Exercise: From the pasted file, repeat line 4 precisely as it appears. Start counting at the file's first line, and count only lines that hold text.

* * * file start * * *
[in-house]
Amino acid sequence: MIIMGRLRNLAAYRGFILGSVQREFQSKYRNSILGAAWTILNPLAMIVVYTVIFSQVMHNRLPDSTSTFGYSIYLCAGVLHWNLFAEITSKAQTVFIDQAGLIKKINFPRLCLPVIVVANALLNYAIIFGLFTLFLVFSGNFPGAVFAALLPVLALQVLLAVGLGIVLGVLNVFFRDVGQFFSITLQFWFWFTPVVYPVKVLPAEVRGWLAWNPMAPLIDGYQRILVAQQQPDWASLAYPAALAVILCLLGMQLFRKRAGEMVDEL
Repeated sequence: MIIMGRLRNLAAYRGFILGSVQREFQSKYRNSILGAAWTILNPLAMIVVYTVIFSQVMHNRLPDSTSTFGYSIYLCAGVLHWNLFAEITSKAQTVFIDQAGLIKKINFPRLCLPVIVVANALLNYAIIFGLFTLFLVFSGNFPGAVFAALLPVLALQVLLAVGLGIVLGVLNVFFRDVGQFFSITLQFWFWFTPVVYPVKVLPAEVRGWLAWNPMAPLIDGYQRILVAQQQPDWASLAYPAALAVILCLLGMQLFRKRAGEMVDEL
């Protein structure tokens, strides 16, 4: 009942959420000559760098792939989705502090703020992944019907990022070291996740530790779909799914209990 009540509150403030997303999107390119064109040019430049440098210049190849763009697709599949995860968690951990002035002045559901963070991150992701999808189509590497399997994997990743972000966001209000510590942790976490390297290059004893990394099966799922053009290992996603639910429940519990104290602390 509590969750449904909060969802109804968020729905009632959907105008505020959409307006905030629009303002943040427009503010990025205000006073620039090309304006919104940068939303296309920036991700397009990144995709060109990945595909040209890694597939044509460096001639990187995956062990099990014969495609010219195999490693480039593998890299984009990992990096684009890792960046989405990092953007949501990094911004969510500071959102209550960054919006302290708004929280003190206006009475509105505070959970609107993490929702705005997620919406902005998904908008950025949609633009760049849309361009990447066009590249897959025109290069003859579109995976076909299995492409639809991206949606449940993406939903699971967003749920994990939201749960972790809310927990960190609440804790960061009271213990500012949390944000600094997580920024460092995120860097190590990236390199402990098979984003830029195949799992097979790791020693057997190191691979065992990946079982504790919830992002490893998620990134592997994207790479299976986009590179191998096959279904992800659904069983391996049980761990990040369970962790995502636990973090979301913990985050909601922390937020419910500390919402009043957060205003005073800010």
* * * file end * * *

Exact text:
């Protein structure tokens, strides 16, 4: 009942959420000559760098792939989705502090703020992944019907990022070291996740530790779909799914209990 009540509150403030997303999107390119064109040019430049440098210049190849763009697709599949995860968690951990002035002045559901963070991150992701999808189509590497399997994997990743972000966001209000510590942790976490390297290059004893990394099966799922053009290992996603639910429940519990104290602390 509590969750449904909060969802109804968020729905009632959907105008505020959409307006905030629009303002943040427009503010990025205000006073620039090309304006919104940068939303296309920036991700397009990144995709060109990945595909040209890694597939044509460096001639990187995956062990099990014969495609010219195999490693480039593998890299984009990992990096684009890792960046989405990092953007949501990094911004969510500071959102209550960054919006302290708004929280003190206006009475509105505070959970609107993490929702705005997620919406902005998904908008950025949609633009760049849309361009990447066009590249897959025109290069003859579109995976076909299995492409639809991206949606449940993406939903699971967003749920994990939201749960972790809310927990960190609440804790960061009271213990500012949390944000600094997580920024460092995120860097190590990236390199402990098979984003830029195949799992097979790791020693057997190191691979065992990946079982504790919830992002490893998620990134592997994207790479299976986009590179191998096959279904992800659904069983391996049980761990990040369970962790995502636990973090979301913990985050909601922390937020419910500390919402009043957060205003005073800010």